Development and Progress of the Appalachian Higher Education Network
APPALACHIAN HIGHER EDUCATION NETWORK
ARC closely watched the early successes of both OACHE and WVACHE. Having demonstrated the replicability of the OACHE model of seeding college access projects, ARC started the Appalachian Higher Education (AHE) Network in 2000. The mission of the AHE Network is to raise the levels of educational attainment in the Region.
At the Governors' Quorum Meeting on February 27, 2000, the Appalachian Regional Commission approved the establishment of Appalachian Higher Education Network centers throughout the Region focusing on the economically distressed counties. Up to four centers were approved for funding of $50,000 per year for two years; the centers would be supported with training and mentoring by White and Gattuso. ARC approved $200,000 for the first year, which was to be a "challenge grant," with additional funding to be sought from other sources both public and private.
AHE Network Centers address emotional and social barriers to college. This strategy is based on research conducted in Ohio by the Appalachian Access and Success Project and supported by studies around the country, including the work of the Harvard University College Opportunity And Career Help (COACH) program (see http://www.ksg.harvard.edu/coach/index.htm for program details); Expanding College Access, Strengthening Schools: Evaluation of the GE College Bound Program (from Lawrence Neil Bailis, Alan Melchior, Andrew Sokatch and Annabel, Sheinberg. January 2000. Center for Human Resources, Heller Graduate School, Brandeis University, Waltham, Massachusetts. Available at: http://www.ge.com/community/fund/GEFund_CollegeBound.pdf); Paving the Way to Postsecondary Education: K-12 Intervention Programs for Underrepresented Youth (report of the National Postsecondary Education Cooperative Working Group on Access to Postsecondary Education. Patricia Gandara and Deborah Bial. September 2001. National Center for Education Statistics. Available at http://nces.ed.gov/pubs2001/2001205.pdf); and "Who Should We Help? The Negative Social Consequences of Merit Scholarships" (Civil Rights Project of Harvard University, August 23, 2002, Donald E. Heller and Patricia Marin, editors. Available at: http://www.civilrightsproject.harvard.edu/research/meritaid/fullreport.php).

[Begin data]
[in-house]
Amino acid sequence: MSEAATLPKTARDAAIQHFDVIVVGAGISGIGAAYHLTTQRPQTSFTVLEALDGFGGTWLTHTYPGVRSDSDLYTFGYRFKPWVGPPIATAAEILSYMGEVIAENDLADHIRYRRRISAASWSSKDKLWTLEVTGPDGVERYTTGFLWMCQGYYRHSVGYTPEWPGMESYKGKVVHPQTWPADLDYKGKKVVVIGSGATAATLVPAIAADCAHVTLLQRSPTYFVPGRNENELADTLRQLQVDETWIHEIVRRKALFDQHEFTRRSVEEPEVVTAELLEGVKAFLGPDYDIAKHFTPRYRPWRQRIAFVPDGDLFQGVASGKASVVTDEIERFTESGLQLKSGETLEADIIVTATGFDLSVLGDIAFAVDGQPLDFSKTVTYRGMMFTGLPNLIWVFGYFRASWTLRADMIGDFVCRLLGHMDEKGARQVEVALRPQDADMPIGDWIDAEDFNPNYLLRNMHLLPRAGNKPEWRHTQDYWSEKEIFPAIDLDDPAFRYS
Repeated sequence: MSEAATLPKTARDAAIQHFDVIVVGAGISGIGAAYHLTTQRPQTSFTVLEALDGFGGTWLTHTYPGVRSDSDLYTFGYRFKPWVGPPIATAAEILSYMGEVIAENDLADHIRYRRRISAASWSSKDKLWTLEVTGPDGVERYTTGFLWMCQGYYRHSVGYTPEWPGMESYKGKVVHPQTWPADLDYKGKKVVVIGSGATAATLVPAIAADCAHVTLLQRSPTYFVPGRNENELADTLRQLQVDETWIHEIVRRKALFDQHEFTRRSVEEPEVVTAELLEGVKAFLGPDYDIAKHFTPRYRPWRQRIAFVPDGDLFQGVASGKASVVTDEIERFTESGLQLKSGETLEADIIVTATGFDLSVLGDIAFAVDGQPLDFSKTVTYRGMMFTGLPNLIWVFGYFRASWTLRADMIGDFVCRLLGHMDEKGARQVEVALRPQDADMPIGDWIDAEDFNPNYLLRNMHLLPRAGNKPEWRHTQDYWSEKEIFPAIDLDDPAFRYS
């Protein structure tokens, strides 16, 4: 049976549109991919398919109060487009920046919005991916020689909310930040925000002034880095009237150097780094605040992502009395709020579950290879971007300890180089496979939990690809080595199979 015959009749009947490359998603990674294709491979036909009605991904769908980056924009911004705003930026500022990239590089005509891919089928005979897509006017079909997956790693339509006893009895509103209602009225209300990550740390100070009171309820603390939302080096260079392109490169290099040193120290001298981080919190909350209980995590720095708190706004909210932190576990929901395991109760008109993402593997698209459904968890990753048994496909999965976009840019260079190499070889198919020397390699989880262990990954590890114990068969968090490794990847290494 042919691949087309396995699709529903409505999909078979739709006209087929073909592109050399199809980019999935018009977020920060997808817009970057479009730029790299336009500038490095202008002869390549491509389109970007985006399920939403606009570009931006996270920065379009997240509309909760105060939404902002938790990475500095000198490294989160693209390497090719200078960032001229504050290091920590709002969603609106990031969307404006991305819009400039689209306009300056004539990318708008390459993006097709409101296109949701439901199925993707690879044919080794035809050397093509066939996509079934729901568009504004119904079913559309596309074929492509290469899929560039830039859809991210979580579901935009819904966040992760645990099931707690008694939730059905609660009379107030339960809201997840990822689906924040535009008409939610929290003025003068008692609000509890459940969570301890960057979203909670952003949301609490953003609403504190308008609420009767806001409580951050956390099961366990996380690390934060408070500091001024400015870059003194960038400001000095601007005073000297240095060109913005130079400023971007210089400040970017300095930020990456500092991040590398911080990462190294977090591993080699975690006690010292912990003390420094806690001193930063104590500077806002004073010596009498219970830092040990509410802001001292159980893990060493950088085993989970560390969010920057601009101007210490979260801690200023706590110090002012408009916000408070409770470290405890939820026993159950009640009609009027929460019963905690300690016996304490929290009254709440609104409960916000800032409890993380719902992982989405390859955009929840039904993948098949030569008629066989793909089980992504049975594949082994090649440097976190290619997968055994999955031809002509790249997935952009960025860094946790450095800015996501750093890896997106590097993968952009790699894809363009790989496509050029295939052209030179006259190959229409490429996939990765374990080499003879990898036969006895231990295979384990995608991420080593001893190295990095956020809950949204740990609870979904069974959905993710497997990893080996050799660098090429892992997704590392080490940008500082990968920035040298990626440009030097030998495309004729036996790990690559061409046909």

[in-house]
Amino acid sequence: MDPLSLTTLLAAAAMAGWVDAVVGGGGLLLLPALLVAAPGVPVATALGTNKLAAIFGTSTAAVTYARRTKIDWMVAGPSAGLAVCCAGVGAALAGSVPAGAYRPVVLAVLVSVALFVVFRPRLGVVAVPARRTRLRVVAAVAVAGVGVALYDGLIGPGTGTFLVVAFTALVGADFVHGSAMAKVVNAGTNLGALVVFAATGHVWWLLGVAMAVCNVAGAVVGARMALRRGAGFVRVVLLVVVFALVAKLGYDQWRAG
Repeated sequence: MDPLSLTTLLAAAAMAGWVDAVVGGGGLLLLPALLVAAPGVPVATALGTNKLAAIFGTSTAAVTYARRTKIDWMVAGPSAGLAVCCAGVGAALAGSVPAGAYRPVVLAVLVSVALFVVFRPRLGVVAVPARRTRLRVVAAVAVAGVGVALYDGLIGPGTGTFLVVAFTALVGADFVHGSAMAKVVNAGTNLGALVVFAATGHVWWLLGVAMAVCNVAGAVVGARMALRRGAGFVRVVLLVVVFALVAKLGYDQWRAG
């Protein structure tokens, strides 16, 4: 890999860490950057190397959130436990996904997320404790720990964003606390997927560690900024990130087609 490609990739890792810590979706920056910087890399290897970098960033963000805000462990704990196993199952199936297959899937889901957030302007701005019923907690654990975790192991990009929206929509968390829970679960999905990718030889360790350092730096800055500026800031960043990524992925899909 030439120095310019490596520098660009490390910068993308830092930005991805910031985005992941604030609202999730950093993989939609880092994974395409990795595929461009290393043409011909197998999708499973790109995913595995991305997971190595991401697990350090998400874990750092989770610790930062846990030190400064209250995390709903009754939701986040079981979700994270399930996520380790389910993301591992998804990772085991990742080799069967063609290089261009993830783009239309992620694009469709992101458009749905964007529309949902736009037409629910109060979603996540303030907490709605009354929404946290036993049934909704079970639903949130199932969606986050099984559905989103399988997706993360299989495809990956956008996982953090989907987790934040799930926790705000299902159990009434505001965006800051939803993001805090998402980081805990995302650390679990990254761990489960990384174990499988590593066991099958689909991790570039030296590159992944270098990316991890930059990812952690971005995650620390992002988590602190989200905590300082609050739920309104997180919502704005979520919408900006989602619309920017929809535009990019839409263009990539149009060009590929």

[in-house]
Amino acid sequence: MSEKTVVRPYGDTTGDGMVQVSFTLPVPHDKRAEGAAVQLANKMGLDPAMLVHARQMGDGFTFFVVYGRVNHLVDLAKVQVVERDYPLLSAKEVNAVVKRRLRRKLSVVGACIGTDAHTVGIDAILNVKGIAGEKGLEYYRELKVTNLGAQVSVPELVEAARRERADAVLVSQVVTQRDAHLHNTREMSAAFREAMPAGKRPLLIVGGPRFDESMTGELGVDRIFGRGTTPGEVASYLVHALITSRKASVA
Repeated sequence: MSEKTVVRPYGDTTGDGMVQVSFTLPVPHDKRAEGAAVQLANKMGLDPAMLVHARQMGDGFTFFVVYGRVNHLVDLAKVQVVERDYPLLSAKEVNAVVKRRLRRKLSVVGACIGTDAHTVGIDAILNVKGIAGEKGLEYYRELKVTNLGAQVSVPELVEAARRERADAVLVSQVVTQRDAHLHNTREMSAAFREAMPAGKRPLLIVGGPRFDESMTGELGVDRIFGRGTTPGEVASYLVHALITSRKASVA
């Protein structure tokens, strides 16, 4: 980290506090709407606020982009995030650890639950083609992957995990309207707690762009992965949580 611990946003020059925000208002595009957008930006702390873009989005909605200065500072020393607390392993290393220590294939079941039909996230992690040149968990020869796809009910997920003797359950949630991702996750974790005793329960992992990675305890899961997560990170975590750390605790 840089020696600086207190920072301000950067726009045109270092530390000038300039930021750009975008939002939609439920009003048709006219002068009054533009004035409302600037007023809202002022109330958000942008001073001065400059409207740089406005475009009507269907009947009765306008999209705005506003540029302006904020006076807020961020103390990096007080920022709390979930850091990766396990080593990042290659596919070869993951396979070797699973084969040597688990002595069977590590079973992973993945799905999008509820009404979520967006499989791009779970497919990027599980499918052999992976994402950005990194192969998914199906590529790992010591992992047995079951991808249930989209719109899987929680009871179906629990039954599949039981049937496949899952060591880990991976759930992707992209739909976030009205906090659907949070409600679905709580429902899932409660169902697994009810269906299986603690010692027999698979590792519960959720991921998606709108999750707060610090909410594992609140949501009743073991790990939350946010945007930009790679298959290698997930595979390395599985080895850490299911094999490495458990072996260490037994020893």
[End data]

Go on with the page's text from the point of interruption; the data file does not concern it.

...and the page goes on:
Increased levels of financial aid alone are not sufficient to raise college-going rates in economically distressed communities. Programs must be developed that help students realize that higher education is a realistic option for them and that it can open the door to far more opportunities. Typical activities funded by AHE Network grants to high schools include but are not limited to the following:
- campus visits to colleges, universities, and technical schools;
- parental involvement pertaining to college selection, costs, and financial aid;
- active participation in college and career fairs;
- career exploration and investigation;
- motivational speeches by college students;
- teacher and staff visits to schools and industry;
- networking with business alliances and partnerships; and
- guest speeches by respected, well-known, successful adults who have overcome barriers to post-secondary education.
The centers provide funding, training, and assistance in implementing programs to high schools in their service areas. They hold annual or more frequent meetings of high school grantees and help individual schools build the capacity to maintain their programs beyond the life of the grant. Preintervention college-going rates at participating high schools are often as low as 30 or 35 percent with some considerably lower. (See Table II.) Upon initial implementation of the Access Projects, high schools typically see 50 percent or more of their students going on to college. After two to three years of implementation, the college-going rate is consistently at a par with the national average of 63.3 percent and frequently 70 percent or higher.